As it turned out, we really DID need someone to shovel our way out. The 18” of new snow, while beautiful, made the trip back down the mountain challenging as well. P tried to ski down the first part, and had trouble in the deep snow. Blair also was having trouble pedaling in the powder and the Chariot was getting stuck. What should have been an easy downhill cruise, yet again, became a struggle.
Fortunately, after the first couple of miles, the snow because less deep and there was more traffic packing down the trail. Blair and P were able to speed down the canyon from there, although I took a bit longer pulling the heavy load on my pulk.
Although the trip was far more epic than intended, I don’t think a single one of us regretted it. We got back to the truck feeling happy, content, and well exercised! The canyon is a beautiful, magical place in the winter, and up higher, fairly lightly traveled. (Down low expect lots of crowds). We went home, showered, ordered Chinese food, and laid on the couch until, mercifully, we could all go to bed.
Millcreek Yurt Logistics
Interested in staying at the Millcreek Yurt? Fear not, your conditions are unlikely to be as bad as ours were. That said, understand this is still a difficult outing, especially with kids. The yurt is at the top of the canyon, meaning that you have to travel a long way UPHILL to get there. There is pretty minimal gear at the yurt, so you have to carry your own. Make sure you’ve done some easier winter trips before trying this one.
That said, the Millcreek Yurt is a memorable adventure and I would encourage any adventure-loving family to try it. Here’s another blog post of a couple who did it with their 9-month-old baby. Kids are resilient and the earlier you start them doing these types of adventures, the more capable they will be in life.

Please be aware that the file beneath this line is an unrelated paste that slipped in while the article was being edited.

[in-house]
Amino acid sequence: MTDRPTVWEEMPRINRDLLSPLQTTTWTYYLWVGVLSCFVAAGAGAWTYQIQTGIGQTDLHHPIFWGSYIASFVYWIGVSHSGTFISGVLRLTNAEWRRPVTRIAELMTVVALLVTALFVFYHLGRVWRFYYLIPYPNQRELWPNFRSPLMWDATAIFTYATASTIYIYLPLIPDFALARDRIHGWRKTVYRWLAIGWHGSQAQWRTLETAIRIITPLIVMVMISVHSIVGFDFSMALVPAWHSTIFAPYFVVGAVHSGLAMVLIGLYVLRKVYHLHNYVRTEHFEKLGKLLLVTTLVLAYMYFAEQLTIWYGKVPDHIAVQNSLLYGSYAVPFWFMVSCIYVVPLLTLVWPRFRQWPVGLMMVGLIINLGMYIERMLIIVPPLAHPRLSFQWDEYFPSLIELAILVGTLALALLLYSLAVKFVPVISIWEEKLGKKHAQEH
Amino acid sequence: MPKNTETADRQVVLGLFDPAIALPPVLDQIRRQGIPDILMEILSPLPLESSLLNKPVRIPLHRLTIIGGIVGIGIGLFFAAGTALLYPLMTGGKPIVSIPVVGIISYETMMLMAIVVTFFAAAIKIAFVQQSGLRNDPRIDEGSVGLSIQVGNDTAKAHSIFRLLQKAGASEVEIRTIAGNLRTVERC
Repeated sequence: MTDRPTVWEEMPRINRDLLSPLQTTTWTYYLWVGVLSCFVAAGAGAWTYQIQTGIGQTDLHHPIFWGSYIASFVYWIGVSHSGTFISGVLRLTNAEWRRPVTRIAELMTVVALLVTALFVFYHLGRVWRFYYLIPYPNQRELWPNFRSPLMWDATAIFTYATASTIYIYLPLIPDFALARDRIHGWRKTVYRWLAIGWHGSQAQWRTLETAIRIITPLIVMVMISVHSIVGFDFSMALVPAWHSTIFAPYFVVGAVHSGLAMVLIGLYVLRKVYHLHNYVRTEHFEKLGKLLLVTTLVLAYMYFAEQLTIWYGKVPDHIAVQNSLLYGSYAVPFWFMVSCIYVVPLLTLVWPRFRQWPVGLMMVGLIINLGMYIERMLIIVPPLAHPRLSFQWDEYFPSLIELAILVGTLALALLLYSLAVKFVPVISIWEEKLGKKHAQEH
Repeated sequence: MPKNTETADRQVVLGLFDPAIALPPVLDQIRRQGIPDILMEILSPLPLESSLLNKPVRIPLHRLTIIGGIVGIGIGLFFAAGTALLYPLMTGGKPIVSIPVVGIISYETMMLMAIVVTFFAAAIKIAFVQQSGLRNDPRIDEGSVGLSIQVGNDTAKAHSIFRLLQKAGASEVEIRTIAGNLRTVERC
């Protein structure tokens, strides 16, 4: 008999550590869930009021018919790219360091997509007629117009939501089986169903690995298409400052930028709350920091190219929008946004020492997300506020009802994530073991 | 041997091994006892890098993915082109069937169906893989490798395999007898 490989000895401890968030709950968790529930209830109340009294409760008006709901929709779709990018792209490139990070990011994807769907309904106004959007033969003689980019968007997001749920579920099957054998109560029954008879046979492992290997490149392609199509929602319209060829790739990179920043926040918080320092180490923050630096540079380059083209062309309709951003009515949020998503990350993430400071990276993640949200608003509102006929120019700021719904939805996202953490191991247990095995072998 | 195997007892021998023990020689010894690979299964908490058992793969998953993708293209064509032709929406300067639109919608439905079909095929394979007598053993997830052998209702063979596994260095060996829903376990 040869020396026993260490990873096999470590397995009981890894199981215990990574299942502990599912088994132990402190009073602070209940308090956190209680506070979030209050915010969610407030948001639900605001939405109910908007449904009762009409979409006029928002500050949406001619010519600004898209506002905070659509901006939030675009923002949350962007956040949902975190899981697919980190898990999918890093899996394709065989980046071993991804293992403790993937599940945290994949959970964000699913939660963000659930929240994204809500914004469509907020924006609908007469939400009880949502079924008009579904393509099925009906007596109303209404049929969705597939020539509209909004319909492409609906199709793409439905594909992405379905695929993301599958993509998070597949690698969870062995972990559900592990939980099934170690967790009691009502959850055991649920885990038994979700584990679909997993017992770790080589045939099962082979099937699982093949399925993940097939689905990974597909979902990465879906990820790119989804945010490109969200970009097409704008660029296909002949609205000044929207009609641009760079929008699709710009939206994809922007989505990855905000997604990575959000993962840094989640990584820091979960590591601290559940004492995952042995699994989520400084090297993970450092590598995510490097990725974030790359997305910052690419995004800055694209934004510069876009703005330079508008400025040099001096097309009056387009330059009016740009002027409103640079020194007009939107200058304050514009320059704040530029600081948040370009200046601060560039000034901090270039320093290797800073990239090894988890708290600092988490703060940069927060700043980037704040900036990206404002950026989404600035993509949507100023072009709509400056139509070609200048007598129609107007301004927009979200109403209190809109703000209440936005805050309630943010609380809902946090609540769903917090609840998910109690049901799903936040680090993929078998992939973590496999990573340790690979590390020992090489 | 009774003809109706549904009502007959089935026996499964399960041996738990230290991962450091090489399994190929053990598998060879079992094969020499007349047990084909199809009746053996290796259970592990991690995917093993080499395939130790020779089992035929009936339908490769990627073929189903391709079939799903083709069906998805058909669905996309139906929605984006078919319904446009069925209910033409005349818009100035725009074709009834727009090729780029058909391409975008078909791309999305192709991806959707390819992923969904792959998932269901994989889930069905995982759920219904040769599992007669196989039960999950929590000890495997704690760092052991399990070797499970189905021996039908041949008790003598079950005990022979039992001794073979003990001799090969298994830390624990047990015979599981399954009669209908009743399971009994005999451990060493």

The cost for the yurt is $75 per night and can be made thru Salt Lake County. Be aware, reservations are tough to get.
In addition to the yurt fee, there is also a $3 recreation fee when you leave the canyon.
Be aware before making a reservation that they make the key pick-up/drop-off process rather difficult. You have to pick up and return the key to the Salt Lake County recration office in SLC. (There’s also a $200 safety deposit). If you are going on a weekend, you have to pick up the key before 5pm on Friday and return it by 5pm on Monday. Not the most convenient arrangement…..
Of all the yurts I’ve stayed at, this one provided the fewest amenities. So, what is provided at the yurt?
- A wood-burning stove and plenty of wood
- A lantern with propane
- Bunkbeds (no mattresses!)
- A picnic style table
- Two benches and a work-bench-type table
- A shovel
- A broom
- An axe and hatchet
- Outhouse with toilet paper
- A large pot and a tea kettle that you can use to melt snow and boil water on the stove
And what you need to bring (at a minimum):
- Sleeping bags
- Sleeping pad
- Matches and newspaper for starting a fire
- Plenty of warm clothes
- Trash bag (you have to pack out your trash)
Hauling gear (and kids)
We made our own pulk with a plastic sled, PVC pipe, and some nylon rope. We then put our sleeping bags and pads in a Rubbermaid bin, and put it and some other smaller items in a tarp, and used bungee cords to hold it all down. This worked well.
As for hauling kids, if you have a Chariot, you can buy the xc ski kit or buy Polar Stroller skis like we used. The polar stroller skis will work for other types of trailers/jogger strollers as well. Alternatively, you can make or buy a pulk to pull kids in also. Remember that your kids won’t be working hard like you are, so take extra care to keep them warm. We put P in a sleeping bag and give him a thermos with hot chocolate. This seems to keep him comfortable and happy.
When P was a baby, I xc skied with him in an Ergo carrier or Kelty hiking backpack which is a good option for infants and toddlers. Staying close to your body will keep them happy and warm.